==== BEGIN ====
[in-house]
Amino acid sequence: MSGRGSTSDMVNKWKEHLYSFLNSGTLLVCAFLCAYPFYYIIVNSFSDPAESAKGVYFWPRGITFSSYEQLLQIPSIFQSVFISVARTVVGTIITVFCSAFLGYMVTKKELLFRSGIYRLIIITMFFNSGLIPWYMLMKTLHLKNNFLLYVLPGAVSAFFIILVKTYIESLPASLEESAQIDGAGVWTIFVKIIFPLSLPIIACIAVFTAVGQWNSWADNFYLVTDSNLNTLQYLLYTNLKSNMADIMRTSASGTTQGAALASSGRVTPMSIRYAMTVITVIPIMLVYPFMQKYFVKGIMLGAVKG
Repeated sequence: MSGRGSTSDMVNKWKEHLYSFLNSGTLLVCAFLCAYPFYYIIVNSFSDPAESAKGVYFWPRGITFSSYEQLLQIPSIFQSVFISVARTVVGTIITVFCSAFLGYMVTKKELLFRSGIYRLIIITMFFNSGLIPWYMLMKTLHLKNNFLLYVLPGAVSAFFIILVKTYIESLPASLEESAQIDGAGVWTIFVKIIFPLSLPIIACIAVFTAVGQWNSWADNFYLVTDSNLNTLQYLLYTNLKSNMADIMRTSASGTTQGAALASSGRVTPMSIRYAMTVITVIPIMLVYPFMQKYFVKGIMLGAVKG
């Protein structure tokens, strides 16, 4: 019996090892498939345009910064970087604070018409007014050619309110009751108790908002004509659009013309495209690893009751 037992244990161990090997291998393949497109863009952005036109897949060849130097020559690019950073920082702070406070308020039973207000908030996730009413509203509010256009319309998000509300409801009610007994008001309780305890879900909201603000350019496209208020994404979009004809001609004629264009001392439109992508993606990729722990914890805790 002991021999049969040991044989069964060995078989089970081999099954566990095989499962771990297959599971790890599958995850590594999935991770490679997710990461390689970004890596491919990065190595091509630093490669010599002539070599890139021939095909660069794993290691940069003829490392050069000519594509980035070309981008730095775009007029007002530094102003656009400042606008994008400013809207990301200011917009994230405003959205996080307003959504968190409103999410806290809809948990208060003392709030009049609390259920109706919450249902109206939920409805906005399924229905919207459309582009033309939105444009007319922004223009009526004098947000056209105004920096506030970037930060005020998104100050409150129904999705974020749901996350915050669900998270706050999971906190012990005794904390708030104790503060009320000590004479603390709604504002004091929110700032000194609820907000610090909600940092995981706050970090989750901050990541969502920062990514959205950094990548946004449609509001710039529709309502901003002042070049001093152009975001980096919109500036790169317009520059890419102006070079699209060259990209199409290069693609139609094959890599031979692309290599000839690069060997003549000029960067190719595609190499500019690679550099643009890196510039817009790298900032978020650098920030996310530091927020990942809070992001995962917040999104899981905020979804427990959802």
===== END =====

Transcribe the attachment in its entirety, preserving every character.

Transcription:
[in-house]
Amino acid sequence: MSGRGSTSDMVNKWKEHLYSFLNSGTLLVCAFLCAYPFYYIIVNSFSDPAESAKGVYFWPRGITFSSYEQLLQIPSIFQSVFISVARTVVGTIITVFCSAFLGYMVTKKELLFRSGIYRLIIITMFFNSGLIPWYMLMKTLHLKNNFLLYVLPGAVSAFFIILVKTYIESLPASLEESAQIDGAGVWTIFVKIIFPLSLPIIACIAVFTAVGQWNSWADNFYLVTDSNLNTLQYLLYTNLKSNMADIMRTSASGTTQGAALASSGRVTPMSIRYAMTVITVIPIMLVYPFMQKYFVKGIMLGAVKG
Repeated sequence: MSGRGSTSDMVNKWKEHLYSFLNSGTLLVCAFLCAYPFYYIIVNSFSDPAESAKGVYFWPRGITFSSYEQLLQIPSIFQSVFISVARTVVGTIITVFCSAFLGYMVTKKELLFRSGIYRLIIITMFFNSGLIPWYMLMKTLHLKNNFLLYVLPGAVSAFFIILVKTYIESLPASLEESAQIDGAGVWTIFVKIIFPLSLPIIACIAVFTAVGQWNSWADNFYLVTDSNLNTLQYLLYTNLKSNMADIMRTSASGTTQGAALASSGRVTPMSIRYAMTVITVIPIMLVYPFMQKYFVKGIMLGAVKG
């Protein structure tokens, strides 16, 4: 019996090892498939345009910064970087604070018409007014050619309110009751108790908002004509659009013309495209690893009751 037992244990161990090997291998393949497109863009952005036109897949060849130097020559690019950073920082702070406070308020039973207000908030996730009413509203509010256009319309998000509300409801009610007994008001309780305890879900909201603000350019496209208020994404979009004809001609004629264009001392439109992508993606990729722990914890805790 002991021999049969040991044989069964060995078989089970081999099954566990095989499962771990297959599971790890599958995850590594999935991770490679997710990461390689970004890596491919990065190595091509630093490669010599002539070599890139021939095909660069794993290691940069003829490392050069000519594509980035070309981008730095775009007029007002530094102003656009400042606008994008400013809207990301200011917009994230405003959205996080307003959504968190409103999410806290809809948990208060003392709030009049609390259920109706919450249902109206939920409805906005399924229905919207459309582009033309939105444009007319922004223009009526004098947000056209105004920096506030970037930060005020998104100050409150129904999705974020749901996350915050669900998270706050999971906190012990005794904390708030104790503060009320000590004479603390709604504002004091929110700032000194609820907000610090909600940092995981706050970090989750901050990541969502920062990514959205950094990548946004449609509001710039529709309502901003002042070049001093152009975001980096919109500036790169317009520059890419102006070079699209060259990209199409290069693609139609094959890599031979692309290599000839690069060997003549000029960067190719595609190499500019690679550099643009890196510039817009790298900032978020650098920030996310530091927020990942809070992001995962917040999104899981905020979804427990959802």